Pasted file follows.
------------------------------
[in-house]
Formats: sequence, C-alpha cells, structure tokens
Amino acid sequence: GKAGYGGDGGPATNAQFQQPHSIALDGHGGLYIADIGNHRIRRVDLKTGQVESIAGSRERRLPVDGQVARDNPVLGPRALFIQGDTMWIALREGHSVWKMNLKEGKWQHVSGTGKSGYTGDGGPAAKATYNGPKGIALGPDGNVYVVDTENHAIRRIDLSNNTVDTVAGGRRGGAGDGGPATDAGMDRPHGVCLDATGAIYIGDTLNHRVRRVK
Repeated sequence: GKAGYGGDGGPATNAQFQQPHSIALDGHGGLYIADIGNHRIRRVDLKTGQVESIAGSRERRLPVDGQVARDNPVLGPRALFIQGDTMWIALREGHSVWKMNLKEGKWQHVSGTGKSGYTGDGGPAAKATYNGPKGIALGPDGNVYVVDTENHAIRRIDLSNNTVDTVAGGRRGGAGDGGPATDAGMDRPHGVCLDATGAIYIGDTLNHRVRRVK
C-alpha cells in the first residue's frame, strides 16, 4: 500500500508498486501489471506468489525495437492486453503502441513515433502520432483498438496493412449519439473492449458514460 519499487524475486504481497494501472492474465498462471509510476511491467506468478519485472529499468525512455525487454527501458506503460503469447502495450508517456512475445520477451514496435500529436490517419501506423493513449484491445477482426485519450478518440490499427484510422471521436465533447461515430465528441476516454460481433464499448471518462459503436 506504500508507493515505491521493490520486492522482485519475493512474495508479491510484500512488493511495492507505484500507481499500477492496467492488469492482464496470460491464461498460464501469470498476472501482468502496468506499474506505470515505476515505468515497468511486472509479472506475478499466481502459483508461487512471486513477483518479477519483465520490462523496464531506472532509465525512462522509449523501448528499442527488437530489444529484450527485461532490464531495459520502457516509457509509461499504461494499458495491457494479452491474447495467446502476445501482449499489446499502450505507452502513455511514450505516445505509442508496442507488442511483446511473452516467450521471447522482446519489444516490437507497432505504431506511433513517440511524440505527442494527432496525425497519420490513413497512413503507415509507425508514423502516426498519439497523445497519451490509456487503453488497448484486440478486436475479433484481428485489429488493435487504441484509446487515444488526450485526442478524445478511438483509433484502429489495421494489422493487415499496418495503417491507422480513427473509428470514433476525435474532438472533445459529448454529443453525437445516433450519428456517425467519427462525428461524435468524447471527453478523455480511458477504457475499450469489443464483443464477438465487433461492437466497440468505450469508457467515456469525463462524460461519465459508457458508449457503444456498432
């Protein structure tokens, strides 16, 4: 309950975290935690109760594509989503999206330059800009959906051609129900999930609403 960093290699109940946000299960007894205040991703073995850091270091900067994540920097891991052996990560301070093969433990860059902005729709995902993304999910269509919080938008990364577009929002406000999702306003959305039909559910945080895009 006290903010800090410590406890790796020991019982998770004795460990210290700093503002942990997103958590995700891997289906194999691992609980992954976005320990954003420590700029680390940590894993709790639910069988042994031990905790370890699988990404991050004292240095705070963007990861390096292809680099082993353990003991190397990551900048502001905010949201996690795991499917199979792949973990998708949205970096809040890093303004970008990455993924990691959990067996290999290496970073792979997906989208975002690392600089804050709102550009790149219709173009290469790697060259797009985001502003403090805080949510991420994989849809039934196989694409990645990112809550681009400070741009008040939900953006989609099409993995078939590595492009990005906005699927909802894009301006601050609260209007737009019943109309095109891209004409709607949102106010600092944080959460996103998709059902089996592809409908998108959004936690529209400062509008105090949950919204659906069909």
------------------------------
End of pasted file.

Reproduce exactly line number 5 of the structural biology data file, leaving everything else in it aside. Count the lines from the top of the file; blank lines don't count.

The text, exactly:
C-alpha cells in the first residue's frame, strides 16, 4: 500500500508498486501489471506468489525495437492486453503502441513515433502520432483498438496493412449519439473492449458514460 519499487524475486504481497494501472492474465498462471509510476511491467506468478519485472529499468525512455525487454527501458506503460503469447502495450508517456512475445520477451514496435500529436490517419501506423493513449484491445477482426485519450478518440490499427484510422471521436465533447461515430465528441476516454460481433464499448471518462459503436 506504500508507493515505491521493490520486492522482485519475493512474495508479491510484500512488493511495492507505484500507481499500477492496467492488469492482464496470460491464461498460464501469470498476472501482468502496468506499474506505470515505476515505468515497468511486472509479472506475478499466481502459483508461487512471486513477483518479477519483465520490462523496464531506472532509465525512462522509449523501448528499442527488437530489444529484450527485461532490464531495459520502457516509457509509461499504461494499458495491457494479452491474447495467446502476445501482449499489446499502450505507452502513455511514450505516445505509442508496442507488442511483446511473452516467450521471447522482446519489444516490437507497432505504431506511433513517440511524440505527442494527432496525425497519420490513413497512413503507415509507425508514423502516426498519439497523445497519451490509456487503453488497448484486440478486436475479433484481428485489429488493435487504441484509446487515444488526450485526442478524445478511438483509433484502429489495421494489422493487415499496418495503417491507422480513427473509428470514433476525435474532438472533445459529448454529443453525437445516433450519428456517425467519427462525428461524435468524447471527453478523455480511458477504457475499450469489443464483443464477438465487433461492437466497440468505450469508457467515456469525463462524460461519465459508457458508449457503444456498432